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Creating an Aerodynamic Infrastructure (part 1)

| 28th September 2012 | No Comments

Having made the argument for adopting an Aerodynamic Business model, this two part series continues the theme, looking at the elements needed to create an Aerodynamic Infrastructure. In part 1 we discuss the features of an Aerodynamic Infrastructure, whilst part 2 will set out the required building blocks.

The primary feature of a truly Aerodynamic Infrastructure is operational excellence and efficiency.

This is achieved by reducing the complexity and overheads of building and operating ICT infrastructure, as well as driving down the share of ICT budget used to run what is already in place.  Typically 80% of ICT budgets are allocated to running existing infrastructure.  This suggests 80% is spent on maintenance and 20% on strategic investments that drive businesses forward – it is clear where the drag is here.

Delivering an Aerodynamic Infrastructure is all about cutting back on that drag:

  • Using best practice architectures with best practice operational tools and processes
  • Building, operating, and provisioning cost effectively
  • Significantly reducing complexity whilst transforming service delivery and user experiences.

That last point should not be overlooked.  This is not just about cost-cutting – because today, experience is everything.

Users want and expect engaging experiences with IT devices, applications and content, and they want to be able to work productively and efficiently.

The CFO wants an experience that is cost effective to build, operate and consume – and to know that every penny invested in ICT delivers an operational improvement or a business differentiation.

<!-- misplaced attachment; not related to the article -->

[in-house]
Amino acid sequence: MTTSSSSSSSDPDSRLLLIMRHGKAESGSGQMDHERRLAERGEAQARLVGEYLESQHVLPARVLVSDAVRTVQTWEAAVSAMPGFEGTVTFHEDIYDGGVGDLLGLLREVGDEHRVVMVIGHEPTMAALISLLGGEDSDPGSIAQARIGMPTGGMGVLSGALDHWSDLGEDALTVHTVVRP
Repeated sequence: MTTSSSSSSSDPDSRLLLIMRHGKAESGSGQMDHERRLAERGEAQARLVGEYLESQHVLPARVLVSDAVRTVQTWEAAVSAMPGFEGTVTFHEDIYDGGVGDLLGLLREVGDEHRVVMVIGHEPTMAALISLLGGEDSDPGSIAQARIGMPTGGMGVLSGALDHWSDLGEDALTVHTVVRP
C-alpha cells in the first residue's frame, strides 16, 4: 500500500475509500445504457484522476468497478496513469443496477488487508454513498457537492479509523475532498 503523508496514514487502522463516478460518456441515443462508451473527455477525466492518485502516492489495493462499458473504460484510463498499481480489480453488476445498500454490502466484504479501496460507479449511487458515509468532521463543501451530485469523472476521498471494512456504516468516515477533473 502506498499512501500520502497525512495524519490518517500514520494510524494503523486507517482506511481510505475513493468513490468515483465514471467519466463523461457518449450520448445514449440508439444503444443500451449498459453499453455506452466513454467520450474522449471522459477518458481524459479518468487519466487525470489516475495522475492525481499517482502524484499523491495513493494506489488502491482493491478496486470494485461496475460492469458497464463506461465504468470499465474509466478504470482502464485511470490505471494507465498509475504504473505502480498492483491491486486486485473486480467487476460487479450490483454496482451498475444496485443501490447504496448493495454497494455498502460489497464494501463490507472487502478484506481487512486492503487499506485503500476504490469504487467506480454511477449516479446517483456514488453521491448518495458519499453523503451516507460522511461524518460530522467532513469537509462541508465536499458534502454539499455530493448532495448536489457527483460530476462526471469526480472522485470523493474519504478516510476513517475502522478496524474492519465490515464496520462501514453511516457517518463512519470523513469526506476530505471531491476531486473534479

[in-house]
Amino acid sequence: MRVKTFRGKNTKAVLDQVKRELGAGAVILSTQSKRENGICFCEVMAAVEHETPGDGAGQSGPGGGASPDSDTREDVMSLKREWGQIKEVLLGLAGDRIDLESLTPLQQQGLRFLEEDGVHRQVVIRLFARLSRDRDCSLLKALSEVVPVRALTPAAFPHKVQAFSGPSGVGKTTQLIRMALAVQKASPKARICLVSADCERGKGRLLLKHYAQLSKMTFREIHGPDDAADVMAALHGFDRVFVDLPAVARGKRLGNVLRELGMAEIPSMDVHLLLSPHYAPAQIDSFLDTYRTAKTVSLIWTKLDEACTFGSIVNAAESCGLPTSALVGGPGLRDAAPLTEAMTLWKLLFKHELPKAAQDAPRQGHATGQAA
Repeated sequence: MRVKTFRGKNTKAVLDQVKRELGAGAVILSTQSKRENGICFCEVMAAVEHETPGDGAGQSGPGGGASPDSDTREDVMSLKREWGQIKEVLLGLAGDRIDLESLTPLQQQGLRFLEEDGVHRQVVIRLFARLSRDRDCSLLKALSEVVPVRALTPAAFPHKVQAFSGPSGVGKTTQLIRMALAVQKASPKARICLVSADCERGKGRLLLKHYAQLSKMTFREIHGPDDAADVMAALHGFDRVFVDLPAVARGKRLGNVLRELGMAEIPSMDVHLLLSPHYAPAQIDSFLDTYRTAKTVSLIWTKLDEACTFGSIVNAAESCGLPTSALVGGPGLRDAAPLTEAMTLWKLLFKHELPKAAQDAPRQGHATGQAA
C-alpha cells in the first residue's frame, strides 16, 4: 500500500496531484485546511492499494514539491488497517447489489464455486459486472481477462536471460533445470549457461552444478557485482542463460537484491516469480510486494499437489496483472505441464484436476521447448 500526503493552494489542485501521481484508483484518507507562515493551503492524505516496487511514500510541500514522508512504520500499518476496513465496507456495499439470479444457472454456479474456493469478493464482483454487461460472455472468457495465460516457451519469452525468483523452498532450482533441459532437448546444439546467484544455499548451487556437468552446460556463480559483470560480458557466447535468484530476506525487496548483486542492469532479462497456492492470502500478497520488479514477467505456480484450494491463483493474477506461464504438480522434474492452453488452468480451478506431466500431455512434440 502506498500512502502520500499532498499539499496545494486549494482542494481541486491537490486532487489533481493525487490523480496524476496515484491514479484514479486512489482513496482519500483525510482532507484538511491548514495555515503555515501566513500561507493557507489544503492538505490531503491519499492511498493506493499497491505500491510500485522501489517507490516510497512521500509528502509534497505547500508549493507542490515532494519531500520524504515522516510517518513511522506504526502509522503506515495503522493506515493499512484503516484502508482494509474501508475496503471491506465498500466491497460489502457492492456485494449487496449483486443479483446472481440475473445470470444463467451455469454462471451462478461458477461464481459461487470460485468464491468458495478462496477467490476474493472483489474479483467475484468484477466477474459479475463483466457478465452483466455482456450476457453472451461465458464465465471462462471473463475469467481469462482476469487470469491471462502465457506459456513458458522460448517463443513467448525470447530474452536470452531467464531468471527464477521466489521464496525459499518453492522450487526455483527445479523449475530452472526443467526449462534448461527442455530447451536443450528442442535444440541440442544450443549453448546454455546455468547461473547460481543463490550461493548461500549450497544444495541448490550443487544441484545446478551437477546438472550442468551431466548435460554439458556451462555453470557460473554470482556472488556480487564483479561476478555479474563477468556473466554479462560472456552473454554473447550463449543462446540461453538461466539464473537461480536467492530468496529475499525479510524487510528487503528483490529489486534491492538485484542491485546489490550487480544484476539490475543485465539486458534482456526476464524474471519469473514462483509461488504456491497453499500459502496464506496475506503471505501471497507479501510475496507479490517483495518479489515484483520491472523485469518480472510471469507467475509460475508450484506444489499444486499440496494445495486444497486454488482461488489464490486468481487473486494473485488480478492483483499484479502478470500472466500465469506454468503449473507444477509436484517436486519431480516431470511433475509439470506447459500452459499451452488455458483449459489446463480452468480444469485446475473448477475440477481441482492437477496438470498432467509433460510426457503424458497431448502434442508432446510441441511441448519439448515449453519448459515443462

Meanwhile, the CEO simply wants ICT to do the things that help the organisation do what it does best – whether that’s treating patients, selling insurance policies, or manufacturing engine parts.

So, if ICT is to be truly Aerodynamic, ICT leaders need to be thinking not about what to deploy, but what benefits to the business and users they are delivering. Increasingly ICT leaders are being judged on;

  • Improving the experience for ICT users
  • Reducing the cost of ICT service delivery
  • Increasing the speed of new application or service deployment
  • Supporting new ways of working and user experiences
  • Maximising the available time for ICT led business innovation

Prior to defining the building blocks required to fabricate this structural nirvana, however, a number of points need to be considered;

  1. What infrastructure already exists and how much is it costing?
  2. Who are our third party vendors and suppliers of current infrastructure?
  3. Is the business keeping up with new technology solutions? (Gartner predicts that “by 2014, refusing to communicate with customers via social channels will be as harmful as ignoring emails or phone calls are today” [http://www.gartner.com/it/page.jsp?id=2101515]

In summary an Aerodynamic Infrastructure enables ICT Leadership to spend less on “business as usual” management and maintenance.  On the flip side, this means they can invest more of their time and budgets on building an environment that is focused on delivering new and innovative IT services to their organisation – whether that’s BYOD, mobile video conferencing, or business analytics.

What do you consider the main business driver in your organisation for adopting this approach?  Let us know in the comments section below. In part 2 we will look at the building blocks required to get the structure built.

Tom Kelly

About Tom Kelly

Tom has been Managing Director of Logicalis UK since 2004, and following the successful merger of its computing and networking divisions in 2006, has evolved the business to become a leading UK Systems Integrator and managed service provider.

He has over 30 years of ICT expertise including MBO and private equity experience, excellent contacts across the ICT sector, and is known to be frank and open in discussion.

Today Logicalis owns and operates its own data centres, providing customers with made-to-measure hosted and managed services, and is an acknowledged thought leader in cloud computing and the benefits it can bring to shared service delivery.

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